Pender's Blog

Blog archive

How Is Microsoft Spending a Billion Dollars?

If you had a billion dollars to spend, how would you spend it? Would you advertise your new mobile operating system and motion-controller game peripheral? No?

Well, that's how Microsoft is about to spend a cool bil. The combined advertising budgets of Windows Phone 7 and the Kinect game add-on (what is it with Microsoft and the word "kin," anyway?) will amount to one billion dollars.

Yeah, we know. That's chump change in Redmond. Still, we're about to be bombarded with messages about a mobile OS that's arguably behind its two biggest competitors feature-wise and a motion-control function that delivers more or less what the Wii introduced years ago. Just how successful these initiatives will be, of course, remains to be seen...but let's not forget that it took pretty much a decade for Microsoft's game-development efforts to actually turn a profit.

For partners, all of this stuff is peripheral at best, although some partners might be able to cash in on Windows Phone 7 somehow. The greater point here, and the one we keep making in this space, is that moves like this one in Redmond signal where Microsoft's priorities are and where they're going to be going forward.

There's no doubt that the Microsoft Partner Network is bringing sweeping changes in comparison to its predecessor, the Microsoft Partner Program. And we believe, based on feedback we've had, that the MPN will be much more about big, global partners than the more egalitarian MPP was.

So, mid-size and smaller partners, you could soon see a decrease in marketing funds, support and other investment flowing from Redmond. Maybe you're feeling the pinch already. Yet Microsoft -- and we get that we're talking about a huge, multi-faceted company here -- is letting $1 billion flow into one area (games) that has mostly been a money loser and another (mobile) that the company has shockingly mismanaged in recent years (and months, for that matter). Oh, and by the way, that $1 billion is just for advertising. Don't forget that.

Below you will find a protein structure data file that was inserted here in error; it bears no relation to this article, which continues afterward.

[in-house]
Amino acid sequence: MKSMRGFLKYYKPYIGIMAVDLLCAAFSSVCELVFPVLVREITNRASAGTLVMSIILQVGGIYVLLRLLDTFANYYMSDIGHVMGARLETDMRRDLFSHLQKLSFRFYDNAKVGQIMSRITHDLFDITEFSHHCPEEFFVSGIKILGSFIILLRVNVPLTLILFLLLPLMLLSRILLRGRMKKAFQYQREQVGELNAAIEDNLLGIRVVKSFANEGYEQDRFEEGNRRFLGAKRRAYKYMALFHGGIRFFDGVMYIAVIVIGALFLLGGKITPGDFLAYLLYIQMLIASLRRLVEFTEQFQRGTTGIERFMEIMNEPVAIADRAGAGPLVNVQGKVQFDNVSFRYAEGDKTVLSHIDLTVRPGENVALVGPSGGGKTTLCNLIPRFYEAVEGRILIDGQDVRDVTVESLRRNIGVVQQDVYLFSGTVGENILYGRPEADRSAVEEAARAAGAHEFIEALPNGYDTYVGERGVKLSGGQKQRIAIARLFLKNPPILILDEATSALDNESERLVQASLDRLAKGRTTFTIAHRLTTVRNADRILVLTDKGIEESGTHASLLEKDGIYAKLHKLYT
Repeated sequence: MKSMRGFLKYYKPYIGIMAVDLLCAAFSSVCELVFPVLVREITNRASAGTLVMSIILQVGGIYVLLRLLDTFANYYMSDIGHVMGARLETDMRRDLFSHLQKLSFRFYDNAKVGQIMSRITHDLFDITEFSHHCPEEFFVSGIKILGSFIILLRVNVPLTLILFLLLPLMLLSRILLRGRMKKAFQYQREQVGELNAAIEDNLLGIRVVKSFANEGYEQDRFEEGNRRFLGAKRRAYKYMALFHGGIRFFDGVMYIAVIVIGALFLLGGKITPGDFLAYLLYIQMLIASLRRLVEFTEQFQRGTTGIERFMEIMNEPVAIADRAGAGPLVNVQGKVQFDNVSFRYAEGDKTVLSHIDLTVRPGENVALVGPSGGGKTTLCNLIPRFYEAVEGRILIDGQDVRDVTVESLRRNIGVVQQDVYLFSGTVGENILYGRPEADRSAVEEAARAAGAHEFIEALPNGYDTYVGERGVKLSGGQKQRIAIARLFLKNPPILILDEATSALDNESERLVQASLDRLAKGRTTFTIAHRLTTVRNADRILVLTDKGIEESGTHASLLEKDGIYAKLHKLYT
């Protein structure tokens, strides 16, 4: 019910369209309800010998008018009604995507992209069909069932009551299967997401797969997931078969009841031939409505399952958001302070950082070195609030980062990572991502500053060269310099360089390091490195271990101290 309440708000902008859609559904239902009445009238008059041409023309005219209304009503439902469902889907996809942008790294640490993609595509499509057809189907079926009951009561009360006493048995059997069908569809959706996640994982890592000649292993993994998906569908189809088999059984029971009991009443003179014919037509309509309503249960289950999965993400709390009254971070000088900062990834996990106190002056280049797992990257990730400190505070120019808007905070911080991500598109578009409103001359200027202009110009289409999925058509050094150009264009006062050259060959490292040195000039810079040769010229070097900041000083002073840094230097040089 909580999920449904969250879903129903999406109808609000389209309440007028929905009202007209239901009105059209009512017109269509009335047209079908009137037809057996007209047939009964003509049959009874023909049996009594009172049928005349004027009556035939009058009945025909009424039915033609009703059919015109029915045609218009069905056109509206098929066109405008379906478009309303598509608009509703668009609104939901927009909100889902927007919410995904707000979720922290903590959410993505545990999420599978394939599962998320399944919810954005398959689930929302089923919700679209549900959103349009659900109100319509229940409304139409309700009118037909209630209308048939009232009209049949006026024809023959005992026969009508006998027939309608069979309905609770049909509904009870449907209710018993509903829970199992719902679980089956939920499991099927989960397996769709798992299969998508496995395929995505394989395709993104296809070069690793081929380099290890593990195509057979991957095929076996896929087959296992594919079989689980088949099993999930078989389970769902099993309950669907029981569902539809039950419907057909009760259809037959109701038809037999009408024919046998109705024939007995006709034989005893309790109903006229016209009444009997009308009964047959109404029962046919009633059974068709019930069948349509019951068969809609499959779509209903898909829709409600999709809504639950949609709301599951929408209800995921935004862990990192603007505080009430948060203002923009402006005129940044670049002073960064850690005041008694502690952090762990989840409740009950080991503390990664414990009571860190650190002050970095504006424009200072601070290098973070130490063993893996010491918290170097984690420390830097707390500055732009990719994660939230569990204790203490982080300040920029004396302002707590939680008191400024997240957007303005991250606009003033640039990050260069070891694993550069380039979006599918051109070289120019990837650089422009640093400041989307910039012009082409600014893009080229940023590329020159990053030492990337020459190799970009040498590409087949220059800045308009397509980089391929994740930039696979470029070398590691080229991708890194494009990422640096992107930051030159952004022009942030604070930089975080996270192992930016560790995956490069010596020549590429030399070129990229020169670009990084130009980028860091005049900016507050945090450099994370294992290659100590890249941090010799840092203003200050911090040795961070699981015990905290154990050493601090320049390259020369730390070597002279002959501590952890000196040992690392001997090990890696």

Microsoft will have an enterprise presence for many years to come, as well it should. And a lot of partners will be able to continue to profit from that aspect of Microsoft's business. But if you're wondering where the company wants to head for the next few years to come, don't ask your Partner Account Manager (if you still have -- or ever had -- one). Follow the money, or just turn on the TV. You won't be able to miss what Microsoft is buying with its billion dollars.

How do you feel about Microsoft investing so heavily in advertising for games and Windows Phone 7? Have your say at

Posted by Lee Pender on 10/18/2010 at 1:23 PM


  • Azure Backup for SQL Server 2008 Available at Preview Stage

    Microsoft added the option of using the Azure Backup service to provide recovery support for SQL Server 2008 and SQL Server 2008 R2 when those workloads are hosted on Azure virtual machines.

  • Microsoft Suggests Disabling Old Protocols with Exchange Server 2019

    Exchange Server 2019 with Cumulative Update 2 (CU2) can help organizations rid themselves of old authentication protocols, which constitute a potential security risk.

  • Microsoft Previews New Edge Browser on Windows 7 and Windows 8.1

    Microsoft announced this week that it has released previews of its Chromium-based Microsoft Edge Web browsers for use on Windows 7, Windows 8 and Windows 8.1 systems.

  • Exchange Server June Cumulative Updates Arrive, But with Red Tape

    Microsoft released its quarterly cumulative updates (CUs) for Exchange Server 2013, 2016 and 2019 products this week, but added an extra step for IT pros to consider before installing them.

comments powered by Disqus

Office 365 Watch

Sign up for our newsletter.

Terms and Privacy Policy consent

I agree to this site's Privacy Policy.